By April, The New York Times New York Times;on basketball[Basketball] was covering the sport, which was played primarily at YMCAs. On February 12 and March 15, the Central and Armory branches of the New York YMCA played each other, but the most important public game was played March 11, 1892, at the International YMCA Training School in Springfield. Naismith, Gulick, Stagg, and four others played against seven students. (Naismith had said that the game could be played by any number of players.) Naismith’s team lost, 5-1. The only faculty member to score was Stagg, whose aggressive play earned him a black eye. In 1896, Stagg also appeared in a game between a YMCA team made up of University of Iowa students and another of University of Chicago students. That same year Yale Yale University;basketball University organized the first regular college games, playing Trinity, Wesleyan, and the University of Pennsylvania.

Because the YMCA was an international movement, the game spread to more than one dozen countries by 1900. Naismith went to the University of Kansas to coach basketball, and Gulick helped modify the rules and publicize basketball internationally. By 1900, American soldiers had played basketball in the Philippines and in China.

Significance

Basketball became to the winter season what baseball and football were to the rest of the year. Whereas ice hockey was established in some parts of the north, there was no national winter sport in the United States until the creation of basketball. Naismith invented the game, and Gulick popularized it through his involvement with the YMCA. Within just a few short years, however, the game was too big for one individual to administer.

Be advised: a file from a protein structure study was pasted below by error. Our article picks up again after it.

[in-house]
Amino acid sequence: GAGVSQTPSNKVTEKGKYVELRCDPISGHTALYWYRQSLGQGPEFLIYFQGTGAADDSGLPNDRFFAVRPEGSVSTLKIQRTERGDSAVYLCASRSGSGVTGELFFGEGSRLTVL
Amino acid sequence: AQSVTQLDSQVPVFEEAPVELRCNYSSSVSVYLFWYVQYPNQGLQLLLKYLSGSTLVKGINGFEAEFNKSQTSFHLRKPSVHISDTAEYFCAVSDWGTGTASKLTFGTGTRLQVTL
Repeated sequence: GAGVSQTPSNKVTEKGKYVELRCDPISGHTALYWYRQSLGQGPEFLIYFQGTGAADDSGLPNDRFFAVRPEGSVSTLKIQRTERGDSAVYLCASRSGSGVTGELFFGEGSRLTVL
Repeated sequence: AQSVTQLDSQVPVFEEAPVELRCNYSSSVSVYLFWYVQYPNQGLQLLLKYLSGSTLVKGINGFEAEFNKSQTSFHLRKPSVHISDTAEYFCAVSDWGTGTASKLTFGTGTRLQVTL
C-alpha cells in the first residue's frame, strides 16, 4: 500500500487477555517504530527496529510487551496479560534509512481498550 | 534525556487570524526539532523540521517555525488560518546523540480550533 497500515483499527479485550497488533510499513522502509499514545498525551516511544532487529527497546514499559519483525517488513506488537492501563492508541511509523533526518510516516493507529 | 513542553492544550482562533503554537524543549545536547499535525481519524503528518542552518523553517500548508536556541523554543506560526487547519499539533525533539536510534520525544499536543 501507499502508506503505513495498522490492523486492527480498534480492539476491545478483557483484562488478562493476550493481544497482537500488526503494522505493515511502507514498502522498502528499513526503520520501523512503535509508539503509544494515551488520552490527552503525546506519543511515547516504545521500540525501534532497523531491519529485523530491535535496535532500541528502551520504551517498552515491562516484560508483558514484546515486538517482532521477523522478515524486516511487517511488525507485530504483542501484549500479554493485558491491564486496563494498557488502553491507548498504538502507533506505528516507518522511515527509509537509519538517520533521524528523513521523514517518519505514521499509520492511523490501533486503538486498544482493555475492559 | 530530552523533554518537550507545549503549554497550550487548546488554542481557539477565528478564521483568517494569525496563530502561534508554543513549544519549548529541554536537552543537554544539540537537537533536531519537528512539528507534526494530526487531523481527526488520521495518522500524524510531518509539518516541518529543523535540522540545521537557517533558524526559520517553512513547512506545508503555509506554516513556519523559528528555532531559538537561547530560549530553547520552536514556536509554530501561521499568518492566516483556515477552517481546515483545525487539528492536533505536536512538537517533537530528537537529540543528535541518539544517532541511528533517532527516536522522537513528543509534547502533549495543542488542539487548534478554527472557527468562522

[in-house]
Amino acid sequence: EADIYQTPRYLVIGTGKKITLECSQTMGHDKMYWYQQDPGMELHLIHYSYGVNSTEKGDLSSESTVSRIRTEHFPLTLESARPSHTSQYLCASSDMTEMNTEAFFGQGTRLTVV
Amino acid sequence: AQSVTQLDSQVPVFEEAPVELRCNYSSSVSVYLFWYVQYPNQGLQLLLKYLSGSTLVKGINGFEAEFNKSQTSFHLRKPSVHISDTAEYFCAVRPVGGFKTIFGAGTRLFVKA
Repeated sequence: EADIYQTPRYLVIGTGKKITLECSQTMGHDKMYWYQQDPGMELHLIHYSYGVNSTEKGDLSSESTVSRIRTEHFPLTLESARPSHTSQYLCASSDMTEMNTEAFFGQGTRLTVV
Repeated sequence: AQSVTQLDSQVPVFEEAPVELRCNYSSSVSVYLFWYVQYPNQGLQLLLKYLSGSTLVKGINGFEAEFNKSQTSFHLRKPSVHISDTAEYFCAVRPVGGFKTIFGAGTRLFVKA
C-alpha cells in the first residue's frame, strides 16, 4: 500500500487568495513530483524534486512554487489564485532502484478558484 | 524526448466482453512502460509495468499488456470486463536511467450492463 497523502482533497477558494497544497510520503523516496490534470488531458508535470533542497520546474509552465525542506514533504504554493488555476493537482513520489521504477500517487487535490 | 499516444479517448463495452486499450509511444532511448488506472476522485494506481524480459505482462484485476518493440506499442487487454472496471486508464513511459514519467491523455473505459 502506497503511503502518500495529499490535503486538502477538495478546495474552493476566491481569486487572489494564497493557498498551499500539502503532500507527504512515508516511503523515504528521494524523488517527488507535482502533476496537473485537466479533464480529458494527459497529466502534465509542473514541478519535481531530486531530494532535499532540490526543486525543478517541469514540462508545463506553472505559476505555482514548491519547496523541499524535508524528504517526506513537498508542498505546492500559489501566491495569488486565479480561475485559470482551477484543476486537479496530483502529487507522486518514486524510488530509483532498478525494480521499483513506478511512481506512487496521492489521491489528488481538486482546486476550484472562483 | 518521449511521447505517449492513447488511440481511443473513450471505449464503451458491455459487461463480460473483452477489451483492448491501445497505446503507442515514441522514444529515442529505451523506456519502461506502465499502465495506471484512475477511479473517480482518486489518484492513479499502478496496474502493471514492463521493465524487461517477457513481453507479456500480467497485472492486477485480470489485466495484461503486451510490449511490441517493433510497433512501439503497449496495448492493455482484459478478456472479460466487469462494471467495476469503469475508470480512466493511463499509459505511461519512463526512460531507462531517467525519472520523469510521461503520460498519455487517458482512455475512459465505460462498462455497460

In 1896, control of the game passed to the Amateur Athletic Union of America Amateur Athletic Union of America , and in 1908 the National Collegiate Athletic Association National Collegiate Athletic Association Olympic Games;basketball in (NCAA) determined college rules for the sport. During the twentieth century basketball became an Olympic sport (baseball gained Olympic status late in the twentieth century, and American football has remained an American sport), and it is played professionally around the globe. U.S. Olympic basketball teams traditionally were made up of college players who brought home many gold medals, until other countries became competitive in the sport. When Olympic teams were allowed to use professional players during the early 1990’s, the U.S. squad was nicknamed the Dream Team and won international fame. Over the next decade, basketball won greater popularity around the world, and during the early twenty-first century, other nations began to challenge American dominance in the sport.

Further Reading
  • citation-type="booksimple"

    xlink:type="simple">Bjarkman, Peter C. The Biographical History of Basketball. Chicago: Masters Press, 2000. Acknowledges Naismith as the founder of basketball but points out that Naismith saw basketball as essentially a way to provide off-season exercise for his football players. Notes that only about six of Naismith’s original thirteen rules are still in effect.
  • citation-type="booksimple"

    xlink:type="simple">Cosentino, Frank. Almonte’s Brothers of the Wind: R. Tait McKenzie and James Naismith. Burnstown, Canada: General Store Publishing House, 1996. Ties the careers of the two men together in terms of physical education and health.
  • citation-type="booksimple"

    xlink:type="simple">Fox, Larry. Illustrated History of Basketball. New York: Grosset & Dunlap, 1974. Fox’s first three chapters cover Naismith’s invention of basketball and the game’s rapid increase in popularity.
  • citation-type="booksimple"

    xlink:type="simple">Naismith, James. Basketball: Its Origin and Development. New York: Association Press, 1941. The game’s inventor discusses how the game changed since its inception.
  • citation-type="booksimple"

    xlink:type="simple">Peterson, Robert W. Cages to Jump Shots: Pro Basketball’s Early Years. Lincoln: University of Nebraska Press, 2002. Peterson explores the earliest years of basketball, from its inception in 1891 to 1954. Also looks at how the sport and the makeup of teams have been affected by social trends.
  • citation-type="booksimple"

    xlink:type="simple">Webb, Bernice Larson. The Basketball Man: James Naismith. Lawrence: University Press of Kansas, 1973. Biography of Naismith that explores the game’s origins.

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Related Article in <i>Great Lives from History: The Nineteenth Century, 1801-1900</i>

William Gilbert Grace. Naismith, James Basketball Gulick, Luther Halsey Stagg, Amos Alonzo